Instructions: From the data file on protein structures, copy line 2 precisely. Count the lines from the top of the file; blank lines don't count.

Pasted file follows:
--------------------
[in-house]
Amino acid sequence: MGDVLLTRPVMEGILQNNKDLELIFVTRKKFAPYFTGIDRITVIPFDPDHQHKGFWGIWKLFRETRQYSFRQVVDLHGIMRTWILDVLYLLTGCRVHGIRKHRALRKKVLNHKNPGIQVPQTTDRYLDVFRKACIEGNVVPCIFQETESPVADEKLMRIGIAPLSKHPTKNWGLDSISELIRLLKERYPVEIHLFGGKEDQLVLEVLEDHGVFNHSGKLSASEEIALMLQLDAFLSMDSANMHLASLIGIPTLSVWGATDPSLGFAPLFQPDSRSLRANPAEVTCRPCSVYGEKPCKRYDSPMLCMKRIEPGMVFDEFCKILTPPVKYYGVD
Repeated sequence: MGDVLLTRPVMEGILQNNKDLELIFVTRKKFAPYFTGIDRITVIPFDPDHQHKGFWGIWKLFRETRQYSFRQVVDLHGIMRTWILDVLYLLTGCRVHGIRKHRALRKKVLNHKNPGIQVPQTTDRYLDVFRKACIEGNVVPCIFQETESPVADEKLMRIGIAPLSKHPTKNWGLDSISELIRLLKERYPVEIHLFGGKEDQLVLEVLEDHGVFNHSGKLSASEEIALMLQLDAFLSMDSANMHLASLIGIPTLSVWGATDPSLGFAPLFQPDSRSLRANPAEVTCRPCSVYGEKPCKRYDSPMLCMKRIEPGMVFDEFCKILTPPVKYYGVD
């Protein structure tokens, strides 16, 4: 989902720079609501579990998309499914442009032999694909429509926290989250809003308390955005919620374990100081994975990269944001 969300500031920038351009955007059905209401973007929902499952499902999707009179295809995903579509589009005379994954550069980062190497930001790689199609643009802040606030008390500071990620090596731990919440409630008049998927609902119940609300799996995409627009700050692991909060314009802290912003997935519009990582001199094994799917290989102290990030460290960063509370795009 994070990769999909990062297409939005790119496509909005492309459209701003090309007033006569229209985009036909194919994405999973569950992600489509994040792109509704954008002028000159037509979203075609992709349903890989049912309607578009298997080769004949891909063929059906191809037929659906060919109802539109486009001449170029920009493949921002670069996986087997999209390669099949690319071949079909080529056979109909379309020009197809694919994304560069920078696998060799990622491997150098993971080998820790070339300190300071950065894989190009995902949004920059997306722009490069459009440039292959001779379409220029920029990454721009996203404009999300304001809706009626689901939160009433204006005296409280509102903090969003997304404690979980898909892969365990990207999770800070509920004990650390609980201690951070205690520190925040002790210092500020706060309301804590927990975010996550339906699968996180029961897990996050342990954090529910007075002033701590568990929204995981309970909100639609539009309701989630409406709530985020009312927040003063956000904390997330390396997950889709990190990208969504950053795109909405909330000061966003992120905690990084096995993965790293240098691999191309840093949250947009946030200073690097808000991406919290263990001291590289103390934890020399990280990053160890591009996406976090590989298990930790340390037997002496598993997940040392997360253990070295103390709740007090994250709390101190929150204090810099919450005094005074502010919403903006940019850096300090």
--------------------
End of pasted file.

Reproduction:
Amino acid sequence: MGDVLLTRPVMEGILQNNKDLELIFVTRKKFAPYFTGIDRITVIPFDPDHQHKGFWGIWKLFRETRQYSFRQVVDLHGIMRTWILDVLYLLTGCRVHGIRKHRALRKKVLNHKNPGIQVPQTTDRYLDVFRKACIEGNVVPCIFQETESPVADEKLMRIGIAPLSKHPTKNWGLDSISELIRLLKERYPVEIHLFGGKEDQLVLEVLEDHGVFNHSGKLSASEEIALMLQLDAFLSMDSANMHLASLIGIPTLSVWGATDPSLGFAPLFQPDSRSLRANPAEVTCRPCSVYGEKPCKRYDSPMLCMKRIEPGMVFDEFCKILTPPVKYYGVD